Echo Summit

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For the Echo Summit at Johnson Pass in Utah & the Echo Canyon summit in Utah, see Onequi Mountains and Wahsatch, Utah.
Echo Summit
US 50 from Echo Summit towards Lake Tahoe.jpg
View from Echo Summit towards Lake Tahoe.
Elevation 7,382 ft (2,250 m)
Traversed by US 50
Location Eldorado County,
California, U.S.
Range Sierra Nevada
Coordinates 38°48′47″N 120°01′48″W / 38.813°N 120.030°W / 38.813; -120.030Coordinates: 38°48′47″N 120°01′48″W / 38.813°N 120.030°W / 38.813; -120.030
 Echo Summit is located in California
 Echo Summit
 Echo Summit
Location in California

Echo Summit (also known as Johnson Pass) is a mountain pass in the western United States, located in eastern El Dorado County, California. At an elevation of 7,382 ft (2,250 m) above sea level, it is the highest point on U.S. Route 50 in California, which traverses it at postmile 66.48 between Twin Bridges and Meyers, south of Lake Tahoe.

The "Sierra Nevada Southern Route" (aka the "Pioneer Route") of the Lincoln Highway, the first road across the United States, was routed over Echo Summit in 1913. The "Sierra Nevada Northern Route" of the Lincoln Highway goes over Donner Pass.

1968 U.S. Olympic Trials[edit]

Echo Summit is notable for being the location of the high altitude U.S. Olympic Trials and Training Camp in the summer of 1968.[1][2][3] The camp opened in July and the men's track and field trials were held September 6–16, a month before the high altitude 1968 Summer Olympics in Mexico City.[4][5] The picturesque location is on the cover of the July 1968 issue of Track and Field News.[6]

The elevation of the track was 7,377 feet (2,249 m) above sea level, 28 feet (8.5 m) higher than the Olympic venue in Mexico.[2]

Four world records were achieved during the trials on one of the first Tartan tracks, constructed in the middle of the forest solely for this event. The track was built southwest of the summit in the parking lot of a small ski area, and hundreds of Ponderosa pine trees remained in the infield, densest on the north end. The track installation was completed in early July and was designed to be easily dismantled and reinstalled; it was moved the following summer to nearby South Tahoe Middle School, where it survived until 2006. The location became a California Historical Landmark in 2014.[7][8][9]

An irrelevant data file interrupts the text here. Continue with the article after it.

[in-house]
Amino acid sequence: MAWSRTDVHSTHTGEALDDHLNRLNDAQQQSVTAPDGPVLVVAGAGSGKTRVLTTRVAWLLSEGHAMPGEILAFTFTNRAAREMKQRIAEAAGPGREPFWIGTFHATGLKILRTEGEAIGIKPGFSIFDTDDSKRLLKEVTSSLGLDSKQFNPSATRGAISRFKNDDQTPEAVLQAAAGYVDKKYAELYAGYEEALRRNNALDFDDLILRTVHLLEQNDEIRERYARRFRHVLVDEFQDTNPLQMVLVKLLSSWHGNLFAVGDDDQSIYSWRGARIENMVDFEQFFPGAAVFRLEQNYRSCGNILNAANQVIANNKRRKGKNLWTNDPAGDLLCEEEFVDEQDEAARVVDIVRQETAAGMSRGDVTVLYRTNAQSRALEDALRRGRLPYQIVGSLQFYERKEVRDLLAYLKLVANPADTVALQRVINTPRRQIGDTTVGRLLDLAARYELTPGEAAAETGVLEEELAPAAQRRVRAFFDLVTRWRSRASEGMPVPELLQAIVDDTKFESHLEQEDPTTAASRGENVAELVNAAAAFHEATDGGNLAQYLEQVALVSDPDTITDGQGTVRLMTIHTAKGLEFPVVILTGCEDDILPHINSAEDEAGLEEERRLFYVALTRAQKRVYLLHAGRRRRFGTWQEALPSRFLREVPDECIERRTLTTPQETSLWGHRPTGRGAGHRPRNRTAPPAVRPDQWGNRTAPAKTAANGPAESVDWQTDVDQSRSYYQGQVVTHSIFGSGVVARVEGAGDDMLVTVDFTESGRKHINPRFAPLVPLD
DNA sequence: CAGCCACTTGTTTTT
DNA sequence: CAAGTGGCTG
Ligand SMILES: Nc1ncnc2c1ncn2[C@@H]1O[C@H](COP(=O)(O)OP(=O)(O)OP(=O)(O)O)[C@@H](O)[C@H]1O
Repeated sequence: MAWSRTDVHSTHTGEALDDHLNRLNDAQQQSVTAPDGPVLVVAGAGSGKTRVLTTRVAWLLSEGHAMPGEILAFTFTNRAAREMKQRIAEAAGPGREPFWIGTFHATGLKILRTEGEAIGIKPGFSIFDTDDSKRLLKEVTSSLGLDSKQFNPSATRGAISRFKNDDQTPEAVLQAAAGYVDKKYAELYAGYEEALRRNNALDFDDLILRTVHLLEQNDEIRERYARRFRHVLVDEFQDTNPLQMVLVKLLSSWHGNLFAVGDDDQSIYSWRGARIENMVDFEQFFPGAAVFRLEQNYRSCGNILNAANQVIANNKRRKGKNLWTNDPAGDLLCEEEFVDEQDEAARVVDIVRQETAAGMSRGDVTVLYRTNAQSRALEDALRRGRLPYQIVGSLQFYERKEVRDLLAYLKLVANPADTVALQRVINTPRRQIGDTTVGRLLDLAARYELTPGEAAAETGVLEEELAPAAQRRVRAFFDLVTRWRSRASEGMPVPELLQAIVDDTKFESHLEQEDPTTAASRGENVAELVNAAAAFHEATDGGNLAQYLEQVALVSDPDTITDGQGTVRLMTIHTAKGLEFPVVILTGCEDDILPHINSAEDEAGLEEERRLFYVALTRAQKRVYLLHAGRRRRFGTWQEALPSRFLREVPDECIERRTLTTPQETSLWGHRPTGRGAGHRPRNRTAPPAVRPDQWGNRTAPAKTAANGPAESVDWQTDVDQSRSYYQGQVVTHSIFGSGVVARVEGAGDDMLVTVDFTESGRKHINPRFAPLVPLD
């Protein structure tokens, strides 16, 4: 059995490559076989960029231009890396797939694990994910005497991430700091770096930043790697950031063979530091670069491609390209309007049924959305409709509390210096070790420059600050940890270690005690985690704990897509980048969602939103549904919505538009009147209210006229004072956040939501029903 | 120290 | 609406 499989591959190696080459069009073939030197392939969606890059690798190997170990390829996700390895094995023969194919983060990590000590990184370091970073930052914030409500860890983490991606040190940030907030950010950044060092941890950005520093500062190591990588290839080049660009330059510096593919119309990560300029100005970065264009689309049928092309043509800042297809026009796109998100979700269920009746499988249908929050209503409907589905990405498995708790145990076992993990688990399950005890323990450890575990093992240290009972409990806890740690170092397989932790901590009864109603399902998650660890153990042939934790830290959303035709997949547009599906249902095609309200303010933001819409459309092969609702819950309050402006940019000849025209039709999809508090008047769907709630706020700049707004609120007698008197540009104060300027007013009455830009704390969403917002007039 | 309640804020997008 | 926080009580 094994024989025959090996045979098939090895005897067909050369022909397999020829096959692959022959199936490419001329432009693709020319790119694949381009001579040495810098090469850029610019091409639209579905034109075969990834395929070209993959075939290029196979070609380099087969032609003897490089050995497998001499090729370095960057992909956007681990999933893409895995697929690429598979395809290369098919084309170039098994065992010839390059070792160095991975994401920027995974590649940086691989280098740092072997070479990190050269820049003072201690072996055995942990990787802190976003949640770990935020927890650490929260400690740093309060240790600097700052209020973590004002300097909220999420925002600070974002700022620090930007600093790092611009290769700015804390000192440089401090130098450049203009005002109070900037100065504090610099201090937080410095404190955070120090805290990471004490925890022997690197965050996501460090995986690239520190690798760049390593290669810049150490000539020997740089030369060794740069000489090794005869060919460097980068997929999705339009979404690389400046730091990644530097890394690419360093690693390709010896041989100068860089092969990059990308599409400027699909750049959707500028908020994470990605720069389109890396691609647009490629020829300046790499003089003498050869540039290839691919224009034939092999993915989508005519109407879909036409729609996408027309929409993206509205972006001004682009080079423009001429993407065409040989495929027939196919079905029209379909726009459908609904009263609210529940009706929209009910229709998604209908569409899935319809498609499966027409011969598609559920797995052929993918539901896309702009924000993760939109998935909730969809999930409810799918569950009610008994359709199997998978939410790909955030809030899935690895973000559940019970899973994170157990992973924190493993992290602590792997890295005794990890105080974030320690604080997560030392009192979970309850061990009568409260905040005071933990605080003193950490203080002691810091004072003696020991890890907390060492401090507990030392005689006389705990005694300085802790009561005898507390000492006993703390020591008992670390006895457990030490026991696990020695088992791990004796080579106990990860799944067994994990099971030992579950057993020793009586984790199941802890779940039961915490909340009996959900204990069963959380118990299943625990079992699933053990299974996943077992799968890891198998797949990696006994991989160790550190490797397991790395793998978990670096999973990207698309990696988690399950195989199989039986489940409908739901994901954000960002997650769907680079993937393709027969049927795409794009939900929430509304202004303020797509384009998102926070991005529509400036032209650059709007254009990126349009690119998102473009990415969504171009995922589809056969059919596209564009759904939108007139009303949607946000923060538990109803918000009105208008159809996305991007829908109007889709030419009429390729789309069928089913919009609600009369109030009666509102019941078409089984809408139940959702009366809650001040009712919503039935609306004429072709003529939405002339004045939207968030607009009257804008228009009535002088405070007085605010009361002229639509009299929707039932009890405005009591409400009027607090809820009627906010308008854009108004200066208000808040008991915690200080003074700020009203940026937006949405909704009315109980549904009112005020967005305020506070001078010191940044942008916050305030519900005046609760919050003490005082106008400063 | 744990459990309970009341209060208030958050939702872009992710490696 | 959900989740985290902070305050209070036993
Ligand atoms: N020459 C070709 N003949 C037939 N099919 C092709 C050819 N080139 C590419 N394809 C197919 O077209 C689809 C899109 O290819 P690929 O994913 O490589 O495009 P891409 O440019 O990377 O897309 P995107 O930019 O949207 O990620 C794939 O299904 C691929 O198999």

The ski area, known as Nebelhorn and later Echo Summit, closed in 1988. It is now Adventure Mountain, a snow play area for sledding and tubing.[10][11]

Video[edit]

  • YouTube – 1968 U.S. Olympic trials: Men's 1500 m – ABC Sports
  • YouTube – Return to Echo Summit (2014) – U.S. Forest Service

References[edit]

  1. ^ "U.S. begins first work at altitude". Spokesman-Review. Spokane, Washington. Associated Press. July 16, 1968. p. 13. 
  2. ^ a b Payne, Bob (August 16, 1968). "Olympic camp's press 'ban' unpopular". Spokesman-Review. Spokane, Washington. p. 18. 
  3. ^ "Vanderstock shatters record; Ryun 7th". Eugene-Register Guard. Oregon. Associated Press. September 12, 1968. p. 1B. 
  4. ^ Underwood, John (September 23, 1968). "Triumph at tragedy at Tahoe". Sports Illustrated. p. 18. 
  5. ^ Burns, Bob (July 3, 2000). "Magic Mountain". Chicago Tribune. Retrieved October 11, 2014. 
  6. ^ https://www.trackandfieldnews.com/index.php/archivemenu/28-covers/137-past-covers-1967
  7. ^ "Echo Summit" (PDF). State of California. Department of Parks and Recreation, Office of Historic Preservation: Application for Registration, California Historical Landmark. December 20, 2012. Retrieved October 11, 2014. 
  8. ^ Burns, Bob. "Echo Summit". Pacific Association. division of USA Track and Field. Retrieved October 11, 2014. 
  9. ^ Reed, Kathryn (June 28, 2014). "1968 U.S. Olympic track team, Echo Summit training site continue to make history". Lake Tahoe News. Retrieved October 11, 2014. 
  10. ^ Reed, Kathryn (March 3, 2014). "Old ski lodge set to open on top of Echo Summit". Lake Tahoe News. Retrieved October 11, 2014. 
  11. ^ Kingman, Bill (June 1, 2014). "Then and now: Echo Summit ski resort changes". Lake Tahoe News. Retrieved October 11, 2014. 

External links[edit]